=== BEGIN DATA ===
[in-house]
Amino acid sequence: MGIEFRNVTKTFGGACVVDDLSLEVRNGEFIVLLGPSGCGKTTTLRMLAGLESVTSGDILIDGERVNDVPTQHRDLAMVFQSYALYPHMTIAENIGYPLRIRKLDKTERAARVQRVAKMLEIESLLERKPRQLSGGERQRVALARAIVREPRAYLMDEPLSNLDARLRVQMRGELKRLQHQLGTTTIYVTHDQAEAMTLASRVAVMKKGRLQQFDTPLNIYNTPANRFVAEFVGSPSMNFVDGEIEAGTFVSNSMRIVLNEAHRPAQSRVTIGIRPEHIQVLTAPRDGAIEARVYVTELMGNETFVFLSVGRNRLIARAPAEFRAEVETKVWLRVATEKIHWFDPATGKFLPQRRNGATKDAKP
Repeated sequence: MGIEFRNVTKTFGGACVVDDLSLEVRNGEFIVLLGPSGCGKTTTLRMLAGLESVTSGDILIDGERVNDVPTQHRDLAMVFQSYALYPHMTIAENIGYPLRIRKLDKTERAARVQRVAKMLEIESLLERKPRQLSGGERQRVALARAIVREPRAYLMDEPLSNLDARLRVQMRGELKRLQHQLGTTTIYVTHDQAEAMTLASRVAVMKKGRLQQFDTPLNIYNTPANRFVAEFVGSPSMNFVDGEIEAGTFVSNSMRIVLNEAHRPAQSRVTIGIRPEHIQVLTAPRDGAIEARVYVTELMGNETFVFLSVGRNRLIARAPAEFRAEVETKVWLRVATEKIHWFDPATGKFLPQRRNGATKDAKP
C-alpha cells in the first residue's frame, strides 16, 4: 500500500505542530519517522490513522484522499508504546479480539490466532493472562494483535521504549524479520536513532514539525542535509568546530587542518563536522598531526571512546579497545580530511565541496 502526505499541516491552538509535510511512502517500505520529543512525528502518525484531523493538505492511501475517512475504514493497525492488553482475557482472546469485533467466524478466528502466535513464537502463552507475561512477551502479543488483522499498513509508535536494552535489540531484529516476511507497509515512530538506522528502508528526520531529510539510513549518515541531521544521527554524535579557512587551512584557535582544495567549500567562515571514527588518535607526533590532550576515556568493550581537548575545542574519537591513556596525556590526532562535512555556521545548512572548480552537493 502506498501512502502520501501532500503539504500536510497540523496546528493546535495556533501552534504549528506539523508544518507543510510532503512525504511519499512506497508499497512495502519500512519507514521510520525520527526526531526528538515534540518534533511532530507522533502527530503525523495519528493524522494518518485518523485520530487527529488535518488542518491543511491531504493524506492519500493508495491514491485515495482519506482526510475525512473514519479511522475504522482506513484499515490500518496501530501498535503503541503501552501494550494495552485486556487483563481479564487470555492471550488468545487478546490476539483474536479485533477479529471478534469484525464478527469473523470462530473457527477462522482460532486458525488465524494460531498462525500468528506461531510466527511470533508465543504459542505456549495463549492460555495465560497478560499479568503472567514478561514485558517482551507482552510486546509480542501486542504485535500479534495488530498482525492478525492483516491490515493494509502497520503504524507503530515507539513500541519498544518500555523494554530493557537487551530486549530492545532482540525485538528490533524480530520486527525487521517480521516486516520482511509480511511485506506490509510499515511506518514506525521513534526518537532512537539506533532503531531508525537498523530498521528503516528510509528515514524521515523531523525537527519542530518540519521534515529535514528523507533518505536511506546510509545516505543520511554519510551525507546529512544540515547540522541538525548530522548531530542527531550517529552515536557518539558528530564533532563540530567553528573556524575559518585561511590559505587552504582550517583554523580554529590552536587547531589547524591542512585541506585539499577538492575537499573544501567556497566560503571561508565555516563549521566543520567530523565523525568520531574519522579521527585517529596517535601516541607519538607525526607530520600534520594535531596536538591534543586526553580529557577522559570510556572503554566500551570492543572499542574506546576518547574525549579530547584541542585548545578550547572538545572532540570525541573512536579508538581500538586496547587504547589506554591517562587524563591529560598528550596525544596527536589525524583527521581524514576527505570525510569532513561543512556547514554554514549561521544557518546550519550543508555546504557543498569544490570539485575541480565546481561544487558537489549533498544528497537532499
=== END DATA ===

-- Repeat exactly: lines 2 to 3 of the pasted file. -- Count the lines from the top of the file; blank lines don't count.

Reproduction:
Amino acid sequence: MGIEFRNVTKTFGGACVVDDLSLEVRNGEFIVLLGPSGCGKTTTLRMLAGLESVTSGDILIDGERVNDVPTQHRDLAMVFQSYALYPHMTIAENIGYPLRIRKLDKTERAARVQRVAKMLEIESLLERKPRQLSGGERQRVALARAIVREPRAYLMDEPLSNLDARLRVQMRGELKRLQHQLGTTTIYVTHDQAEAMTLASRVAVMKKGRLQQFDTPLNIYNTPANRFVAEFVGSPSMNFVDGEIEAGTFVSNSMRIVLNEAHRPAQSRVTIGIRPEHIQVLTAPRDGAIEARVYVTELMGNETFVFLSVGRNRLIARAPAEFRAEVETKVWLRVATEKIHWFDPATGKFLPQRRNGATKDAKP
Repeated sequence: MGIEFRNVTKTFGGACVVDDLSLEVRNGEFIVLLGPSGCGKTTTLRMLAGLESVTSGDILIDGERVNDVPTQHRDLAMVFQSYALYPHMTIAENIGYPLRIRKLDKTERAARVQRVAKMLEIESLLERKPRQLSGGERQRVALARAIVREPRAYLMDEPLSNLDARLRVQMRGELKRLQHQLGTTTIYVTHDQAEAMTLASRVAVMKKGRLQQFDTPLNIYNTPANRFVAEFVGSPSMNFVDGEIEAGTFVSNSMRIVLNEAHRPAQSRVTIGIRPEHIQVLTAPRDGAIEARVYVTELMGNETFVFLSVGRNRLIARAPAEFRAEVETKVWLRVATEKIHWFDPATGKFLPQRRNGATKDAKP